Loeb is glacially cool, totally focussed and sublimely quick in all conditions. In his first full year in the WRC in 2003, Loeb almost took the title. In his second season, he easily clinched the crown with a record-matching six wins. In 2006 he secured his third consecutive title without even contesting the last four rounds of the championship after he broke his shoulder falling off a mountain bike.
Now a seven-time champion and having amassed 62 wins at WRC level, Loeb begins the new World Rally Car era in Citroen’s DS3 WRC in 2011 gunning for title number eight and more outright victories.
A talented gymnast, Loeb developed a keen interest in rallying in his late teens. In 1998 he took two wins in the French Citroen Saxo Trophy series before securing the title the following year. Citroen took notice and with the support of the French federation, the FFSA, and benefactor Dominique Heintz it wasn’t long before Loeb was competing on the world stage. He won the Super 1600 Drivers’ Cup - the forerunner to the Junior World Rally Championship - in 2001, and claimed his first overall victory on Rallye Deutschland the following season in a Citroen Xsara WRC.
He quickly became established as an all-round performer with wins on asphalt, gravel and snow. Having chased Petter Solberg for the 2003 crown - losing out on the final round - he went one better in 2004 to become world champion for the first time.
His dominant performance in 2005, when he won 10 events, set a new record for the most wins in a season and marked Loeb out as one of rallying’s all-time greats.
With Citroen taking a sabbatical in 2006 to develop its all-new C4 WRC, Loeb transferred to the privateer Kronos Racing operation, albeit with Citroen’s full backing, and claimed title number three. In the process he beat Carlos Sainz’s record of 26 wins to become the sport’s most successful driver. He would undoubtedly have secured more victories but missed the last four rounds of the season recuperating from injuries sustained in a mountain bike accident.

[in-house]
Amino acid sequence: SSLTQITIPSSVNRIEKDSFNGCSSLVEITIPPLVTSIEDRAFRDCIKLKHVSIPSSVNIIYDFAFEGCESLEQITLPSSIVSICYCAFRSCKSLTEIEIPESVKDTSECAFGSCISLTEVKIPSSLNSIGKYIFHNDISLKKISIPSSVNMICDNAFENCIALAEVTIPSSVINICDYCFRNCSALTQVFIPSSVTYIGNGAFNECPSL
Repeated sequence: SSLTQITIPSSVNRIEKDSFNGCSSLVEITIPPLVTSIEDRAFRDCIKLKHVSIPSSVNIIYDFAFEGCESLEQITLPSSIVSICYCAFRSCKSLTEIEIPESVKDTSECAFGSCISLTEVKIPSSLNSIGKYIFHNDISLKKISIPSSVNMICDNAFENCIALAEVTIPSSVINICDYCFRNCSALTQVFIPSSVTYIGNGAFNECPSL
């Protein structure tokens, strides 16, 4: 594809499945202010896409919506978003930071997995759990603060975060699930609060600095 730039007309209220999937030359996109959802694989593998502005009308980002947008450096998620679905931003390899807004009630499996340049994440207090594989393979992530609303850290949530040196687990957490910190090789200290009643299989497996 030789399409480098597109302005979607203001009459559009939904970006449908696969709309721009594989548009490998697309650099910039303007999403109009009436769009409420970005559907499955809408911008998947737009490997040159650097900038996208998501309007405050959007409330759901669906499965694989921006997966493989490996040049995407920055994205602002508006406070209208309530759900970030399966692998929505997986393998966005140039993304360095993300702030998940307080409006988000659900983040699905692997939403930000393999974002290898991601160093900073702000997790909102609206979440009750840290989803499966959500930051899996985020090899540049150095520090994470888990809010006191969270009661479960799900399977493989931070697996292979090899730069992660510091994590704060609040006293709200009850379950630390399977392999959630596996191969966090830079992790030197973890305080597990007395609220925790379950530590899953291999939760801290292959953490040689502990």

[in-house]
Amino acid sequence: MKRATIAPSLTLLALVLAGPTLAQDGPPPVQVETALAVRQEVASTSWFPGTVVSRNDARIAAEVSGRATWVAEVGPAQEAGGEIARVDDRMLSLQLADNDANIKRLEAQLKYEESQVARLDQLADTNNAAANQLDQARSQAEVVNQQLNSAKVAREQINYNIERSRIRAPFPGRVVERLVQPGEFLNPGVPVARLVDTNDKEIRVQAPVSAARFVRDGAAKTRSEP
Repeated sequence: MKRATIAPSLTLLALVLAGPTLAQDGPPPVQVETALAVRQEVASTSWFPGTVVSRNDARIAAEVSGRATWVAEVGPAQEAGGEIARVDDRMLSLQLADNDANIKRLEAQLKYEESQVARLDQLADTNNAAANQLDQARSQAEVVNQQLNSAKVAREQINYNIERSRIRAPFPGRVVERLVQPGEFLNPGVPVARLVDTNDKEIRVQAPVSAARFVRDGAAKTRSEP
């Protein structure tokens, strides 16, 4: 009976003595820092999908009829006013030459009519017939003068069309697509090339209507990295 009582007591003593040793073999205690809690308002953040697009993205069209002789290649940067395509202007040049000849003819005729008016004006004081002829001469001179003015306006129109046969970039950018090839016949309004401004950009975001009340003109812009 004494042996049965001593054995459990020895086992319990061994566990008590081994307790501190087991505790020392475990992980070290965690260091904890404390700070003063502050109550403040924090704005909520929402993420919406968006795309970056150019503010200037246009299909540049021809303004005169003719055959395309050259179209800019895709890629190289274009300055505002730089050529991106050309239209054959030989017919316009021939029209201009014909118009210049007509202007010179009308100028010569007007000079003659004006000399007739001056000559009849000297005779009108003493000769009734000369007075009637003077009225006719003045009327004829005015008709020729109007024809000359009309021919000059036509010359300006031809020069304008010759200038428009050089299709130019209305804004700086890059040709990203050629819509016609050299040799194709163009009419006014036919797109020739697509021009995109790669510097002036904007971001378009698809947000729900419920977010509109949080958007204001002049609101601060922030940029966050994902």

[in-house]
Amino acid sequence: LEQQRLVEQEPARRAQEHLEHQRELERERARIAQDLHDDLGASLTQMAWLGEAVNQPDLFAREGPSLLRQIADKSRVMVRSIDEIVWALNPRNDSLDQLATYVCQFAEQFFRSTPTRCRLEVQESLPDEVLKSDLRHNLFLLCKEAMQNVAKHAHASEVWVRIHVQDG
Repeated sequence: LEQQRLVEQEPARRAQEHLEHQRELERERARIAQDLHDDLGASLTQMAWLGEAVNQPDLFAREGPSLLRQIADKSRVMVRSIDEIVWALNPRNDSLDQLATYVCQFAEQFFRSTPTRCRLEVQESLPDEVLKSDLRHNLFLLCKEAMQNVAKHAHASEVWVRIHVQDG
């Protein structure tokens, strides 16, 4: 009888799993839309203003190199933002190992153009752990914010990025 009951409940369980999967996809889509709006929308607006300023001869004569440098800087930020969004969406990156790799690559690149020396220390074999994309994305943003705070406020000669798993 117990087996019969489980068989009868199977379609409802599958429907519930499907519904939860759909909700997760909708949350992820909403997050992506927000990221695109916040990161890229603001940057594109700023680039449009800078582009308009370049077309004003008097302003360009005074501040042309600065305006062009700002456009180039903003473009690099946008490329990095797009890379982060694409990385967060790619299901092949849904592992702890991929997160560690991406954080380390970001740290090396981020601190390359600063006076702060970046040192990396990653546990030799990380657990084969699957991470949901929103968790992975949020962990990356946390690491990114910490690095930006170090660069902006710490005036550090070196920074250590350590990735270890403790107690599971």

Reunited with Citroen Sport for 2007 and armed with the make’s C4, Loeb became champion again. A fifth title followed in 2008 when Loeb broke his own record for wins in one season with 11 victories. These included first-place finishes in Finland and Great Britain, the two of the classic events Loeb hadn’t previously cracked.
After claiming five wins from the opening five rounds in 2009, it looked as though Loeb would dominate the title race once again, only to suffer a run of uncharacteristically bad luck. A time penalty in Sardinia was followed by a high-speed roll in Greece before an innocuous looking accident in Poland broke his car’s front subframe. Another time penalty for a technical infringement cost him victory in Australia and he started the penultimate round trailing rival Mikko Hirvonen in the title race after the Finn had secured four-straight wins.
Victory for Loeb in Spain set up a winner-takes-all finale in Wales. Loeb held firm to win the rally - and the title - by a solitary point, the narrowest winning margin since he defeated Marcus Gronholm in 2006.
Loeb’s 2010 campaign netted eight wins out of a possible 13. He described his seventh title-winning season as his most consistent after he achieved a 100 per cent scoring record for the first time.
Despite an aborted attempt to make a shock Formula One debut, starring roles in the Le Mans 24 Hours and occasional appearances in French sportscar events, Loeb remains committed to rallying and starts the era of World Rally Car regulations as one of the title favourites.
Will anybody rival King Loeb in 2012?